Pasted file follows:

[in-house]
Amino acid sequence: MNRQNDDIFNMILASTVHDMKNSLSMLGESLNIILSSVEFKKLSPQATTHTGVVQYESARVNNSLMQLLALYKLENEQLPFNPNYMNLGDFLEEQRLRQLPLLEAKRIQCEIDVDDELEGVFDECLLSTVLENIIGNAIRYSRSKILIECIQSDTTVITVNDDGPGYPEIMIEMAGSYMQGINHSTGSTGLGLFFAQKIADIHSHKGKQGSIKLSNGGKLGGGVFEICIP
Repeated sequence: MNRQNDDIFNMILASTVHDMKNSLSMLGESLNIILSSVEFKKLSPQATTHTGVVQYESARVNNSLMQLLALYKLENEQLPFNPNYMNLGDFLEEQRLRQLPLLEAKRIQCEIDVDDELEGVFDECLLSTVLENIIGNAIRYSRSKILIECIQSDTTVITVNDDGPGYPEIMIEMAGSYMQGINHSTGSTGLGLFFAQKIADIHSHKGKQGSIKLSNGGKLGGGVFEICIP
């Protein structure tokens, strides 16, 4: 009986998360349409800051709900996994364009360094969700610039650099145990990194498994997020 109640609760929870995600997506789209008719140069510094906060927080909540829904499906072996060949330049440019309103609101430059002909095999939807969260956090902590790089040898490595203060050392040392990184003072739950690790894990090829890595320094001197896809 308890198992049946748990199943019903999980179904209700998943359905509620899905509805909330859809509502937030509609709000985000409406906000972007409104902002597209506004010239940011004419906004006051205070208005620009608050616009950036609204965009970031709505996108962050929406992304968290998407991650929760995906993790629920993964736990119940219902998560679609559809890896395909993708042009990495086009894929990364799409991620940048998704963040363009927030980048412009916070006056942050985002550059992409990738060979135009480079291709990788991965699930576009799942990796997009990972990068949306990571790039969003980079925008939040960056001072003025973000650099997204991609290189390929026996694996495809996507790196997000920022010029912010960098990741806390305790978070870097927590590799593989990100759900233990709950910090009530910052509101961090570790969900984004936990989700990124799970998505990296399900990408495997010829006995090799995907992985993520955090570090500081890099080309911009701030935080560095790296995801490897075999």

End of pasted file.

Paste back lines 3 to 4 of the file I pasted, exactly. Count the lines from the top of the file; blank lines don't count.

Repeated sequence: MNRQNDDIFNMILASTVHDMKNSLSMLGESLNIILSSVEFKKLSPQATTHTGVVQYESARVNNSLMQLLALYKLENEQLPFNPNYMNLGDFLEEQRLRQLPLLEAKRIQCEIDVDDELEGVFDECLLSTVLENIIGNAIRYSRSKILIECIQSDTTVITVNDDGPGYPEIMIEMAGSYMQGINHSTGSTGLGLFFAQKIADIHSHKGKQGSIKLSNGGKLGGGVFEICIP
């Protein structure tokens, strides 16, 4: 009986998360349409800051709900996994364009360094969700610039650099145990990194498994997020 109640609760929870995600997506789209008719140069510094906060927080909540829904499906072996060949330049440019309103609101430059002909095999939807969260956090902590790089040898490595203060050392040392990184003072739950690790894990090829890595320094001197896809 308890198992049946748990199943019903999980179904209700998943359905509620899905509805909330859809509502937030509609709000985000409406906000972007409104902002597209506004010239940011004419906004006051205070208005620009608050616009950036609204965009970031709505996108962050929406992304968290998407991650929760995906993790629920993964736990119940219902998560679609559809890896395909993708042009990495086009894929990364799409991620940048998704963040363009927030980048412009916070006056942050985002550059992409990738060979135009480079291709990788991965699930576009799942990796997009990972990068949306990571790039969003980079925008939040960056001072003025973000650099997204991609290189390929026996694996495809996507790196997000920022010029912010960098990741806390305790978070870097927590590799593989990100759900233990709950910090009530910052509101961090570790969900984004936990989700990124799970998505990296399900990408495997010829006995090799995907992985993520955090570090500081890099080309911009701030935080560095790296995801490897075999």